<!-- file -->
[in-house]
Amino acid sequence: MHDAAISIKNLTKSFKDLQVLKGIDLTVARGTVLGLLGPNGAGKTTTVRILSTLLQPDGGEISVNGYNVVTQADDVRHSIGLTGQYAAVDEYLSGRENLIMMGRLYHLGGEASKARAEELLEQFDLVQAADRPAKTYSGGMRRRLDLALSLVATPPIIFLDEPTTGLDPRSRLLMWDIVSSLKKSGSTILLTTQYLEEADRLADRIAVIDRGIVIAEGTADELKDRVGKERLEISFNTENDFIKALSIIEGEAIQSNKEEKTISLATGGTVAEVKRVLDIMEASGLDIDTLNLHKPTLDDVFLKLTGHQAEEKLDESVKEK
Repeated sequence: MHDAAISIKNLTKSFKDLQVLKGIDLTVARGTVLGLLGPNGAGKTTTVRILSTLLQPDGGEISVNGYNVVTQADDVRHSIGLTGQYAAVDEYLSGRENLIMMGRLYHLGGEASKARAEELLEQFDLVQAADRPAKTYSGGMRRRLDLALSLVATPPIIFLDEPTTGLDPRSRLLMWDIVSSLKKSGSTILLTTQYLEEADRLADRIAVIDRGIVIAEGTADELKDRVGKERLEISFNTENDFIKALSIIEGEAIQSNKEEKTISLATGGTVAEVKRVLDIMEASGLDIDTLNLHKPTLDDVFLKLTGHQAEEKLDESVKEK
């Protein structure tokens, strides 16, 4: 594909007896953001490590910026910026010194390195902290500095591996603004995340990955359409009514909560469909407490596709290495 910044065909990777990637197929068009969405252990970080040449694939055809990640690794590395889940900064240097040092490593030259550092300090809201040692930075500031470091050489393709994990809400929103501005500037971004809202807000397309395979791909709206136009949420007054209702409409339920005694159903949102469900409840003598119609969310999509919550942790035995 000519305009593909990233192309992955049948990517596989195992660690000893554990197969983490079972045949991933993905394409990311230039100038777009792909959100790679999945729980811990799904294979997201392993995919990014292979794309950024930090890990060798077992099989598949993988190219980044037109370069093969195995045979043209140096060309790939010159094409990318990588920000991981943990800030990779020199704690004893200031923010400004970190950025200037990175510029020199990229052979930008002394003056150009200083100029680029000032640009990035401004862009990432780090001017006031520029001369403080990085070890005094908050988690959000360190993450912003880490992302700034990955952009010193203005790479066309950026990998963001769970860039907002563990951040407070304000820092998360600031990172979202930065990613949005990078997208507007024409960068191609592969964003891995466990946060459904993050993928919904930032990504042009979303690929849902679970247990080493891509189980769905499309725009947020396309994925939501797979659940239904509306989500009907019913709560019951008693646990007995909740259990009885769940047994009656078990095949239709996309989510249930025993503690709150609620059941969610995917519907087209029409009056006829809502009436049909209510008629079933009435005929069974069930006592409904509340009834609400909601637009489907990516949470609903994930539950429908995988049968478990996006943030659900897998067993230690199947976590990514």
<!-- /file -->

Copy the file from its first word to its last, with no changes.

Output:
[in-house]
Amino acid sequence: MHDAAISIKNLTKSFKDLQVLKGIDLTVARGTVLGLLGPNGAGKTTTVRILSTLLQPDGGEISVNGYNVVTQADDVRHSIGLTGQYAAVDEYLSGRENLIMMGRLYHLGGEASKARAEELLEQFDLVQAADRPAKTYSGGMRRRLDLALSLVATPPIIFLDEPTTGLDPRSRLLMWDIVSSLKKSGSTILLTTQYLEEADRLADRIAVIDRGIVIAEGTADELKDRVGKERLEISFNTENDFIKALSIIEGEAIQSNKEEKTISLATGGTVAEVKRVLDIMEASGLDIDTLNLHKPTLDDVFLKLTGHQAEEKLDESVKEK
Repeated sequence: MHDAAISIKNLTKSFKDLQVLKGIDLTVARGTVLGLLGPNGAGKTTTVRILSTLLQPDGGEISVNGYNVVTQADDVRHSIGLTGQYAAVDEYLSGRENLIMMGRLYHLGGEASKARAEELLEQFDLVQAADRPAKTYSGGMRRRLDLALSLVATPPIIFLDEPTTGLDPRSRLLMWDIVSSLKKSGSTILLTTQYLEEADRLADRIAVIDRGIVIAEGTADELKDRVGKERLEISFNTENDFIKALSIIEGEAIQSNKEEKTISLATGGTVAEVKRVLDIMEASGLDIDTLNLHKPTLDDVFLKLTGHQAEEKLDESVKEK
């Protein structure tokens, strides 16, 4: 594909007896953001490590910026910026010194390195902290500095591996603004995340990955359409009514909560469909407490596709290495 910044065909990777990637197929068009969405252990970080040449694939055809990640690794590395889940900064240097040092490593030259550092300090809201040692930075500031470091050489393709994990809400929103501005500037971004809202807000397309395979791909709206136009949420007054209702409409339920005694159903949102469900409840003598119609969310999509919550942790035995 000519305009593909990233192309992955049948990517596989195992660690000893554990197969983490079972045949991933993905394409990311230039100038777009792909959100790679999945729980811990799904294979997201392993995919990014292979794309950024930090890990060798077992099989598949993988190219980044037109370069093969195995045979043209140096060309790939010159094409990318990588920000991981943990800030990779020199704690004893200031923010400004970190950025200037990175510029020199990229052979930008002394003056150009200083100029680029000032640009990035401004862009990432780090001017006031520029001369403080990085070890005094908050988690959000360190993450912003880490992302700034990955952009010193203005790479066309950026990998963001769970860039907002563990951040407070304000820092998360600031990172979202930065990613949005990078997208507007024409960068191609592969964003891995466990946060459904993050993928919904930032990504042009979303690929849902679970247990080493891509189980769905499309725009947020396309994925939501797979659940239904509306989500009907019913709560019951008693646990007995909740259990009885769940047994009656078990095949239709996309989510249930025993503690709150609620059941969610995917519907087209029409009056006829809502009436049909209510008629079933009435005929069974069930006592409904509340009834609400909601637009489907990516949470609903994930539950429908995988049968478990996006943030659900897998067993230690199947976590990514």